Visiting Intangible Cultural Heritage Tourism Sites: From Value Cognition to Attitude and Intention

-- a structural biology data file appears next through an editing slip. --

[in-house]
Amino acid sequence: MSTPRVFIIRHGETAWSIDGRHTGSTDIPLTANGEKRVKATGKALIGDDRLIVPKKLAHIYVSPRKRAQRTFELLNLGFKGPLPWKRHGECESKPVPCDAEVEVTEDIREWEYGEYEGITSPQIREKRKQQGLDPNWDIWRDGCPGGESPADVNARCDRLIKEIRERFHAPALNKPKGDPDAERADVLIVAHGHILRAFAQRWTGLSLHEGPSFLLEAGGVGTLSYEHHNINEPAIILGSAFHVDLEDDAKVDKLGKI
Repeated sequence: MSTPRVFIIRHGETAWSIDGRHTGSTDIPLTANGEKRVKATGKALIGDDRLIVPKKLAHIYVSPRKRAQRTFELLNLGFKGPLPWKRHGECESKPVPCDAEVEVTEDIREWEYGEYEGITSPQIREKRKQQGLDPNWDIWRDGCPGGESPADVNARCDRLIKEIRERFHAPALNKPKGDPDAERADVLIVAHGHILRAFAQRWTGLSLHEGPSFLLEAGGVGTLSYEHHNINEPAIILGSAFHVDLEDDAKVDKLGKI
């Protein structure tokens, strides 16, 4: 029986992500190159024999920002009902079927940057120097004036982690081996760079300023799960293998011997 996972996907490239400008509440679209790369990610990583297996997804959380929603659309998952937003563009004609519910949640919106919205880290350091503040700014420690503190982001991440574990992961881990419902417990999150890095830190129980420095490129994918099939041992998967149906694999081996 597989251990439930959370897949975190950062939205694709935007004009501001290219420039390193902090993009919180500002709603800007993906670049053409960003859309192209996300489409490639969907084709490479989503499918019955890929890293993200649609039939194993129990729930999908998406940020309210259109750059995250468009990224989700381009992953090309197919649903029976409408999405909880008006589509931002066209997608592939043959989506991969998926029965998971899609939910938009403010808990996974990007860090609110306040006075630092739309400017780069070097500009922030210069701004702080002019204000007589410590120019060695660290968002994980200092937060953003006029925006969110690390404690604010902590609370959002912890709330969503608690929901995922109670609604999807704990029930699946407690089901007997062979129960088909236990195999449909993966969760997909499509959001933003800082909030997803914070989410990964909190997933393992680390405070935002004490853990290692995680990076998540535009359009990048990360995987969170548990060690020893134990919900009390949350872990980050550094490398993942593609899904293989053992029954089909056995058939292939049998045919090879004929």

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Intangible cultural heritage (ICH) has recently become an important area of tourism development for many countries that are home to such cultural resources. Within this context, the value of an ICH site has often been used to guide tourism development and policy making. In addition, community residents’ attitude and perception of ICH contribute to tourism development. In this study, we used the traditional firing technology of Longquan celadon in Zhejiang Province, China, as a case study to understand the relationships between value recognition and attitude along with the intention to visit the heritage site. We surveyed 368 residents and conducted path analysis to test such relationships. Findings revealed significant positive correlations between residents’ cognition of ICH value, their attitudes and travel intentions. Among them, attitudes played a mediating role in the formation of value cognition to travel intention. These findings offer insights into ICH-related tourism development, particularly regarding tourism product design, marketing and post-development evaluation, as well as the conservation of ICH sites.